Only to come to the conclusion, that education, as we know it today, has nothing to do with anything.
Three true stories.
T was born in the very early part of the 20th century, and married off at 13 to a widower, whose children were almost her age. She later had 2 children. This was the time, many educated folks retired and came to settle down in Pune around the time India got her independence. Her family and another family who they were friends with, thought it was a good idea to link to the two with a matrimonial alliance, and her son was married off to the friend's daughter, who was, unusual for those days, a graduate, and even more unusual, quite independent minded. Grandchildren happened and T lived for many years after her husband passed away, in a huge house with both her sons and their families, in separate households, respecting each others religious and other sentiments. When her eldest grandson went abroad to do his post graduation, naturally he became a prized catch in the eyes of folks with eligible daughters, a few years later.
Mind you, T was someone who still followed some very old customs. She was totally untouchable when she was wearing a "sowla" or her puja/worship clothes. You could do what you wanted in your own house, but in her house, you didn't participate in anything on what were considered monthly impure days. However, she, with hardly any education, a restrictive controlled married life, and an early life where she was neither seen nor heard, was quick to see how girls were getting a great benefit from school, sports, and participation in many activities , and never stopped her grandchildren from anything. Many years later, when someone ribbed her about whether her grandson in the US would possibly return with a "white" (read golden hair and wearing a frock) bride, she told them she had complete confidence in her grandson and the values he had imbibed from his mother and father, and she would welcome , such a wife, if needed, with an aarti, and present her with a typical wedding silk sari. I blogged about it here in a post that questioned culture and moral policing. Hardly any education, very very conservative behaviour patterns in her husband's house, and she still learned, how to move judiciously with the times.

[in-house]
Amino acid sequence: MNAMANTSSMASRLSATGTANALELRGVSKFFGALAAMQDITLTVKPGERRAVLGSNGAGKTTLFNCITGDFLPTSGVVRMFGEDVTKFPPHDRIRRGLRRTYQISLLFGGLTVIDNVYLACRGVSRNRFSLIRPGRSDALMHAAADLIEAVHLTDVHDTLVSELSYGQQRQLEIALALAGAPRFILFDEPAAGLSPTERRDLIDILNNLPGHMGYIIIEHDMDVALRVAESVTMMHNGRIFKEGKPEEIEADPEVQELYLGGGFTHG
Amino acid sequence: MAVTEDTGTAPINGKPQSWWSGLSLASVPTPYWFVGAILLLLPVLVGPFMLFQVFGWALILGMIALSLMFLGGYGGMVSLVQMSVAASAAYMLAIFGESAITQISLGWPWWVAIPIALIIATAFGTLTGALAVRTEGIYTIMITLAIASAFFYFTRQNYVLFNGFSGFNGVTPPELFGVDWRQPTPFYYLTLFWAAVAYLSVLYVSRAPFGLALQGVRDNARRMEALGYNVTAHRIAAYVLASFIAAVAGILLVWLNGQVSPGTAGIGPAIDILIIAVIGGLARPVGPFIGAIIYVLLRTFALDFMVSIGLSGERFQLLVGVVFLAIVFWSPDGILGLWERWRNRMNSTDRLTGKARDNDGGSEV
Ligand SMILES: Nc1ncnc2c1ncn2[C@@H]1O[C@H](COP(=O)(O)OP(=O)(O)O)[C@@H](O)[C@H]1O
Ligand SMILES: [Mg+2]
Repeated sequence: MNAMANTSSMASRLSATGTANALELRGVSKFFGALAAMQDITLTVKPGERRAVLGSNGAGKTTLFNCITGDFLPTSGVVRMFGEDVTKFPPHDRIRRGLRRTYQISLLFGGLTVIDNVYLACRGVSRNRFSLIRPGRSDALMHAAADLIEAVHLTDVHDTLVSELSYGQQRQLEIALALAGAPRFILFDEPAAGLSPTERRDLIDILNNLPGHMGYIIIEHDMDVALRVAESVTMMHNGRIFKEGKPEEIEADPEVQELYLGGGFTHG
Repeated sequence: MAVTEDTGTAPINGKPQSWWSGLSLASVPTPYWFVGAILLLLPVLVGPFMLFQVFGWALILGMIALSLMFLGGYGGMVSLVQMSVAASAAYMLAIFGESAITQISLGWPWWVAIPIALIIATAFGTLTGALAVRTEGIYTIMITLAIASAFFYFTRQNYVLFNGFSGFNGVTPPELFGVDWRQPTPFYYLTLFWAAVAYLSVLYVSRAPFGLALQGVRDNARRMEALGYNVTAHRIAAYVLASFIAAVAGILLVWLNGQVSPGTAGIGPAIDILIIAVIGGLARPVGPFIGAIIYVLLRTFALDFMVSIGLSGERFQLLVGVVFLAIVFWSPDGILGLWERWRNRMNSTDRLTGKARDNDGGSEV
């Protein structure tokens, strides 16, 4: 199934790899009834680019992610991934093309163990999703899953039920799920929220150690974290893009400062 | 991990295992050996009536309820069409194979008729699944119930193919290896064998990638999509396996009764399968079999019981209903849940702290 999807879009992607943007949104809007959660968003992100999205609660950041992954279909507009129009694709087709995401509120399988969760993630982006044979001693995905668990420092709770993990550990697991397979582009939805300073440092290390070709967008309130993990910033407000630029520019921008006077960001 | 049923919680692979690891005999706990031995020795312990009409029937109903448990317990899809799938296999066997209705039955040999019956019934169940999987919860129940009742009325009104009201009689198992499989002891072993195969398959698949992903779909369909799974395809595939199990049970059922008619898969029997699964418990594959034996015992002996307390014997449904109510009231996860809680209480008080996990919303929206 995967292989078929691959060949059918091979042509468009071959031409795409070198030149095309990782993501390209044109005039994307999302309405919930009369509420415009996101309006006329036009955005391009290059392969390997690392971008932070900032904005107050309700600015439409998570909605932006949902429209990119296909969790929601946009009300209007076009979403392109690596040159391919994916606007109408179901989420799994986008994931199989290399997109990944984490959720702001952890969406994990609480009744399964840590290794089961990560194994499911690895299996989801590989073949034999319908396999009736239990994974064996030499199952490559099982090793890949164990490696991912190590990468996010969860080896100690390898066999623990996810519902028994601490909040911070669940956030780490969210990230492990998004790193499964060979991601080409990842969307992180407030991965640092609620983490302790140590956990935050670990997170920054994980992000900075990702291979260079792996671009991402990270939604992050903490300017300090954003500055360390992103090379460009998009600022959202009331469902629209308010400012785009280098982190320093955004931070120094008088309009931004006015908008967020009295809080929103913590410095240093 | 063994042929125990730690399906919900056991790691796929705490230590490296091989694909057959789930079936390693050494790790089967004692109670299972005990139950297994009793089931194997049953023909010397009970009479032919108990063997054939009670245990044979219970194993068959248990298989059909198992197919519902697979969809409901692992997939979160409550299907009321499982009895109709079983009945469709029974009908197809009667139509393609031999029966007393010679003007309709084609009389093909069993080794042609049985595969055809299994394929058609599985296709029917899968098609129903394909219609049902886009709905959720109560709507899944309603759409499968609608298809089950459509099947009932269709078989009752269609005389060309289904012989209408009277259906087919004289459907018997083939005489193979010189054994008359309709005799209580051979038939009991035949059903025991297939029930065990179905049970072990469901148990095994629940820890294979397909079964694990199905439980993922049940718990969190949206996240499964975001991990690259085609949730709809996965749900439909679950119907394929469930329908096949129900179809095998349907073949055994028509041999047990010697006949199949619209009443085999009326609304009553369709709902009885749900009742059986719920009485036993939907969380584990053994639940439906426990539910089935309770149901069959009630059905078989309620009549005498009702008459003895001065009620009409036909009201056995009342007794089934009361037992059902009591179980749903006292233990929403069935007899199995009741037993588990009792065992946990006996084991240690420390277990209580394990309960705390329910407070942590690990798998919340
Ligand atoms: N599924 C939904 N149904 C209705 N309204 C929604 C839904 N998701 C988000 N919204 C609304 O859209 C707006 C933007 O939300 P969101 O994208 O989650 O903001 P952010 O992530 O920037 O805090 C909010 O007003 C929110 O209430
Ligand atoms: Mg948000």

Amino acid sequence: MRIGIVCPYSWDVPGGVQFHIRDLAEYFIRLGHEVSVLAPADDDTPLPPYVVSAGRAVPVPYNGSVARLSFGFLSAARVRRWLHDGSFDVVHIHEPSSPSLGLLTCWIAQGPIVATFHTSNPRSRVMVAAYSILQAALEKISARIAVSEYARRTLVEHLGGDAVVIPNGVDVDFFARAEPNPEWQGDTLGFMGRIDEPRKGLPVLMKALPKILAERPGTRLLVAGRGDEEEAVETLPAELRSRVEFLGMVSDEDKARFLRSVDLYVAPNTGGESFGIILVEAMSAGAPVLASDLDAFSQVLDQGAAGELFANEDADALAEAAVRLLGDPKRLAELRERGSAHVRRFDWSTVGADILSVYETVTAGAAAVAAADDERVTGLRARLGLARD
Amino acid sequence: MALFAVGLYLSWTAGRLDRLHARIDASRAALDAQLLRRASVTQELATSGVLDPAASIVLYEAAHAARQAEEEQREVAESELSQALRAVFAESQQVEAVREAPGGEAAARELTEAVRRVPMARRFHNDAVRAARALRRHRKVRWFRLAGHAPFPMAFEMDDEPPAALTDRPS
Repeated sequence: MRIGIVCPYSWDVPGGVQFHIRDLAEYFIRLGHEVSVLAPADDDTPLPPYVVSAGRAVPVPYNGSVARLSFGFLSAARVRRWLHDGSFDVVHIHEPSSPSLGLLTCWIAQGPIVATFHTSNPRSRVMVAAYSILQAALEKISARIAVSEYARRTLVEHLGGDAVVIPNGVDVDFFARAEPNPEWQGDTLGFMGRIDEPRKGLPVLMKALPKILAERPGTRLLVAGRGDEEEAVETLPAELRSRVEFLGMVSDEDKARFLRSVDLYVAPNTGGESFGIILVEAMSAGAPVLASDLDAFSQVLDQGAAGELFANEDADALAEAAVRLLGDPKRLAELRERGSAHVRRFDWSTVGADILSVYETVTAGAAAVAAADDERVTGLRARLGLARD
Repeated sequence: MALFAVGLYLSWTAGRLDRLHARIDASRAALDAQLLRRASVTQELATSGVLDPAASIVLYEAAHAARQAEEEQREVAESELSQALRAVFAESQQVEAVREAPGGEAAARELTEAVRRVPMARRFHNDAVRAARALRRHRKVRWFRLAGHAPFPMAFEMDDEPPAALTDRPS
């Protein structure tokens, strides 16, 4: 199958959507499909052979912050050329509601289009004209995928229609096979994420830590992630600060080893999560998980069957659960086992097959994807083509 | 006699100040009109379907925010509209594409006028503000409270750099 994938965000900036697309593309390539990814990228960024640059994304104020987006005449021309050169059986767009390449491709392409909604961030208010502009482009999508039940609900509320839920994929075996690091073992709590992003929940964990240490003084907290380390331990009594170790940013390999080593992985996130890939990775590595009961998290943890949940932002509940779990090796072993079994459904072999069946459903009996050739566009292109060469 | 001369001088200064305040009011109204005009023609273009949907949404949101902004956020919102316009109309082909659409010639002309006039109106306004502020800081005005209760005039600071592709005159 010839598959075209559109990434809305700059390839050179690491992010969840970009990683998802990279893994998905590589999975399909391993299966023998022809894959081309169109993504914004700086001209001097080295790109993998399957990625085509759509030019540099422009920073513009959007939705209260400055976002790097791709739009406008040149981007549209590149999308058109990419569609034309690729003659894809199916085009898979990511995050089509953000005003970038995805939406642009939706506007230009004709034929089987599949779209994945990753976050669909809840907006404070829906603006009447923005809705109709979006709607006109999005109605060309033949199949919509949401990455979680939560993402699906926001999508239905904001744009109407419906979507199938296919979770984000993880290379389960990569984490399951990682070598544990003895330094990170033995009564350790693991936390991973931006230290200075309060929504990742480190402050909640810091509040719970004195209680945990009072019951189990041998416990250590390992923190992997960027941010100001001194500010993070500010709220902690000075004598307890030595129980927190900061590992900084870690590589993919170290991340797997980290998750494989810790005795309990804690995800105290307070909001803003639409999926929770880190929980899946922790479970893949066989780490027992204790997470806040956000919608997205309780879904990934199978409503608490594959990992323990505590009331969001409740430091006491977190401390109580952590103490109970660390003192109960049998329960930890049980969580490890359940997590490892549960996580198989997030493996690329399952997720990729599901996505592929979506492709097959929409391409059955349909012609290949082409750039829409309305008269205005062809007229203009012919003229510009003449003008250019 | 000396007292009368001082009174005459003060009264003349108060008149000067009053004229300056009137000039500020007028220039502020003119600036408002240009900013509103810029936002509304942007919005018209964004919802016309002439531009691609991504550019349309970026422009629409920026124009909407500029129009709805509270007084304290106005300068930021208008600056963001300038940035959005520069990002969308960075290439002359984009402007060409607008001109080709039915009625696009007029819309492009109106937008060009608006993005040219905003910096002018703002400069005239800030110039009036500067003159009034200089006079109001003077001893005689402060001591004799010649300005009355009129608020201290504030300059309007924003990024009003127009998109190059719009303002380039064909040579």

B, someone closer to my age, who came from an upwardly mobile, hardworking, educated family, was himself encouraged to attend high school in the US for a year on an exchange program and made many lifelong friends. He returned to help his father expand their business, acquired a doctorate, had an arranged marriage with a very nice , well educated girl from the same community, and they had a son. Naturally, he paid great attention to is son's education (like his father before him), and his son too went overseas , and excelled at his given field of study, with a doctorate and returned home. He started working outside to acquire some actual expertise and met a very nice girl, and decided to marry her. The problem was that she was of another caste, although a Hindu. The parents were fairly upset. This wasn't about just the bride and groom, but two families being linked. The father poured his heart out to his great friend in the US ( an American who had lived in India) , because he had to talk to someone he considered close. Email after email.
But they never lost communication with their son. One fine day, they sat him down , told him their misgivings and feelings about his intended bride, and asked him to think it over seriously for a few days, and get back to them. The son respected their wishes. All conversations and discussions happened , with no acrimony, accusations, whatever. A few days later, he got back to them. He understood where they were coming from, he respected their thinking, but he was very very firm about who he would marry, and it was the girl he worked with.